Despite living most of my life in Kentucky, I had no idea that The Great American Brass Band Festival existed. It was founded 27 years ago, because Danville didn’t have a yearly festival (which I found surprising). It typically runs Thursday through Sunday the first weekend of June. The Great American Balloon Race is a small part of the festival that draws a large crowd to the local airport on Friday night of the festival. I think hot air balloons look magical in the sky, and it was the one event associated with the festival that I didn’t want to miss.
A little known fact about my husband is that before he received his Ph.D in Public Administration, he received a Bachelor’s Degree in Music from Centre College. He played the trombone in the Advocate Brass Band for fourteen years. He used to attend the festival regularly.
I read online that they were giving free tethered hot air balloon rides beginning at 5:30, but that the line forms much earlier. We arrived at the airport about 5:15, which was later than we anticipated, and hoped that we would get to go up. The line was enormous, and the woman in front of us commented that for the last two years they ran out of fuel before she and her son went up. I was hopeful that she arrived earlier than the previous two years, and that we would make it up before they closed the ride. I had a very excited 6-year-old who stood in line for almost 2.5 hours, with little objection, to go up in the balloon for just a few moments.
Gabe loved the ride, once he realized his head wouldn’t catch on fire. It was well worth the wait in line, and he’s already asking when he can go again.
Note: If you plan on attending and trying to get a free ride, I would suggest taking chairs. I really wish we would have brought our folding chairs from the car. The line doesn’t move fast because they can only take a few people at a time. The line forms before the balloon goes up, so you’re standing stationary on pavement for what seems like ages. While the weather was a cloudy and rain was moving in, it made waiting in line much more bearable.
Jeremy mentioned he wouldn’t mind owning and learning to fly a hot air balloon; I was all for it up until he said that I could drive the pick up vehicle as his chase crew. What fun would I have doing that? I think I would make a much better hot air balloon pilot. lol
I had no idea how hot air balloon races worked. I had read that in previous years in The Great American Balloon Race, the balloons chased a “hare” balloon that led them to a target. They would then try to drop a one pound seed bag onto the target, and the closest drop wins. Apparently you could follow along on the radio, and see where the balloons were headed. Much to our surprise, they changed the game a little this year; the hot air balloons launched from a different location, and tried to hit a target on the airfield where everyone was watching. I think that it was much more exciting, and everyone was loudly cheering on the balloons as they approached. A balloon can’t turn on a dime, of course, so some of them didn’t even make it within throwing distance of the airfield.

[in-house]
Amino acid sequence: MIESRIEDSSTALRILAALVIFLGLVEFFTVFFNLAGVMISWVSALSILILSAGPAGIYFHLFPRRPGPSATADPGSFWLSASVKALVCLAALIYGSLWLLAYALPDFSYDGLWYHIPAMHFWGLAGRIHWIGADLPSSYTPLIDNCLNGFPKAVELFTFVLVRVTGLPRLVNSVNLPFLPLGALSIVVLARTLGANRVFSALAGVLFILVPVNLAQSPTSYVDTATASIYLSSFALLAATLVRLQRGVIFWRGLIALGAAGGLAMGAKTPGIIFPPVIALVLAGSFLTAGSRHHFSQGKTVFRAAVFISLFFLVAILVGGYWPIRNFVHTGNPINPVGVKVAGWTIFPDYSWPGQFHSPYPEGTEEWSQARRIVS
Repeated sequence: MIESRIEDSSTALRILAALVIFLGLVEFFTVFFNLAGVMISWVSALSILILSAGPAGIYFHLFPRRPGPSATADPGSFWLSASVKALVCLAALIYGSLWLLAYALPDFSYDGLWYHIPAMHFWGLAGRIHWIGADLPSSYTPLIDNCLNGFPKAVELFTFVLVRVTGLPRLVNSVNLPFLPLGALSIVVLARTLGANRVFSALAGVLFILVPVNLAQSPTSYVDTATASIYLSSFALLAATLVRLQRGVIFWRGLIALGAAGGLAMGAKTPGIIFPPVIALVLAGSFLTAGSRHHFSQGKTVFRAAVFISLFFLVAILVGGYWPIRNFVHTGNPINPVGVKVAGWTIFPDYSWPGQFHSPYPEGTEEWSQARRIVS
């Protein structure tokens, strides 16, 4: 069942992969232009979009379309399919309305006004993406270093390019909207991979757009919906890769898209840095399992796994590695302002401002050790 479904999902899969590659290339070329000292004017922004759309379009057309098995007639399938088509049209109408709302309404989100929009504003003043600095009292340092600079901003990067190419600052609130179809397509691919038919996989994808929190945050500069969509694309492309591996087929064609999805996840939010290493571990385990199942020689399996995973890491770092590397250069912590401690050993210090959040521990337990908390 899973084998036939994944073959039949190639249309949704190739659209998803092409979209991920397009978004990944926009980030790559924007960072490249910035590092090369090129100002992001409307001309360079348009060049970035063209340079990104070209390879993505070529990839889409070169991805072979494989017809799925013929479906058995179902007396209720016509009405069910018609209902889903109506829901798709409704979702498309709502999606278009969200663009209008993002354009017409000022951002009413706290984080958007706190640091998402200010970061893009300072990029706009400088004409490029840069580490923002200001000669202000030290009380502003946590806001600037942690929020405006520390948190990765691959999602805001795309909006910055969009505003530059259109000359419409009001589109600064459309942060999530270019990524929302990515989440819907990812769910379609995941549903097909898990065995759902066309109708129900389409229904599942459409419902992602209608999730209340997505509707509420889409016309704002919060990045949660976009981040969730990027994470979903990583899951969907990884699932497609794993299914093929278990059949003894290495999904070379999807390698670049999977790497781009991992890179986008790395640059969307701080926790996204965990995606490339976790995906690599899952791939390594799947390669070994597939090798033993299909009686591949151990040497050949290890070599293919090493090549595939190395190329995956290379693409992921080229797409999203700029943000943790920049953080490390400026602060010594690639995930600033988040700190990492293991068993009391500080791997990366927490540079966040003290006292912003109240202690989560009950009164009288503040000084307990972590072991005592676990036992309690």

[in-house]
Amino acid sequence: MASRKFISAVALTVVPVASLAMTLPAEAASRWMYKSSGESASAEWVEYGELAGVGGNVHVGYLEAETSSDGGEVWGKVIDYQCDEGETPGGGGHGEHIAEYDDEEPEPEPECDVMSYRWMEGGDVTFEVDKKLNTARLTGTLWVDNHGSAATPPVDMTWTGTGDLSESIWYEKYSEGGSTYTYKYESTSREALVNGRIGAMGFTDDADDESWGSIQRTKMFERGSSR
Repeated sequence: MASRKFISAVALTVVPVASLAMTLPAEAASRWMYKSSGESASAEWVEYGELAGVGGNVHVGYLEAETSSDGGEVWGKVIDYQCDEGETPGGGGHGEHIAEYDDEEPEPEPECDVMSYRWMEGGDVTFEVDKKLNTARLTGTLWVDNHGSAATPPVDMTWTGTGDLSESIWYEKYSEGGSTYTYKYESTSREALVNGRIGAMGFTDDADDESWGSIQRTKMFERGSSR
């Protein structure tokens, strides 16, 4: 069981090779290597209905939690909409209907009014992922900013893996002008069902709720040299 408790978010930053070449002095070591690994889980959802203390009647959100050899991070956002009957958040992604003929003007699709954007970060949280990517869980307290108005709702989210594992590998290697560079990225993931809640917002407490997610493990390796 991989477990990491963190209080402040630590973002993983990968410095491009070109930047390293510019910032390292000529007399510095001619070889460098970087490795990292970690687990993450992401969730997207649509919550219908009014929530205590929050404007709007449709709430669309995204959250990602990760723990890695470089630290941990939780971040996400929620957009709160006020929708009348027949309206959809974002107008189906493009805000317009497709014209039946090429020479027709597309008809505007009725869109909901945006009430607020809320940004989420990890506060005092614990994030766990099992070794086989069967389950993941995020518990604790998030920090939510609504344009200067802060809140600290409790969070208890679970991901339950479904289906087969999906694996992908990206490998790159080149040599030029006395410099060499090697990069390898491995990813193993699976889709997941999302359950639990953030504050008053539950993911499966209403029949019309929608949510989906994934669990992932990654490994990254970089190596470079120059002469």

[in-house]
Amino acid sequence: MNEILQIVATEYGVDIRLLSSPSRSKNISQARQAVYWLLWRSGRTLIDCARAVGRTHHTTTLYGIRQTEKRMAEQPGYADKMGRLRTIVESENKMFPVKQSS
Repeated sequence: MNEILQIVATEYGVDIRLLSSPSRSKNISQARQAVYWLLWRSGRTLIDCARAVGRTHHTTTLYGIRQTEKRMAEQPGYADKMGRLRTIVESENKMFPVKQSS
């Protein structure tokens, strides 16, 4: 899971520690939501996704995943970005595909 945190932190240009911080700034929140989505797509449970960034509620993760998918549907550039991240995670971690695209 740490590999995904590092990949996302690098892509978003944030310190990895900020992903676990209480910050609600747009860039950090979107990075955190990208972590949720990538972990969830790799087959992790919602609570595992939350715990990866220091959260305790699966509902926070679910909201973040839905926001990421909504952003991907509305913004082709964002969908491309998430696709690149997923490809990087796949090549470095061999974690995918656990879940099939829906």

Note: The X above wasn’t the target, it was prevent planes from trying to land during the event.
The truck pictured above belongs to my favorite balloon of the race. I found their motto hilarious. For those of you not from Kentucky, many of us have a love/hate relationship with our largest city (especially during basketball season).
If you take a close look at the photo directly above, you can see the passenger anticipating the seed bag drop, and you can watch a video below.
The weather wasn’t ideal, and The Great American Balloon Race organizers were worried that the race would have to be postponed due to bad weather. Someone mentioned that they didn’t think there were as many balloons there as last year; given the forecast for that weekend, I wouldn’t’ be surprised if that was true. Still, a dozen or more balloons drifting into view on the horizon is a majestic sight to behold. We amused ourselves for a while wondering what people who aren’t from the area would think if they saw the sky full of balloons as they were passing through.
It was fun to watch all of the balloons come in. A few ended up too far off course to attempt a drop. Some even had to land short of the field because of an FAA curfew that requires them to be on the ground by sunset.
Here’s my favorite hot air balloon, The Sunny Side of Louisville, making their drop. You can see the streamer attached to the bag as it falls to the ground in front of the balloon below.
The Great American Balloon Race was a fun, family friendly, event that you shouldn’t miss. There were inflatables for kids, food vendors, and The Ceremonial Band of the Waterloo Police Service performed throughout the event, lest anyone forget what this festival is really about.
We plan on marking our calendars so we can attend next year. I’m hoping for clearer skies so that I can take better photos.
Have you ever ridden a hot air balloon or watched a hot air balloon race?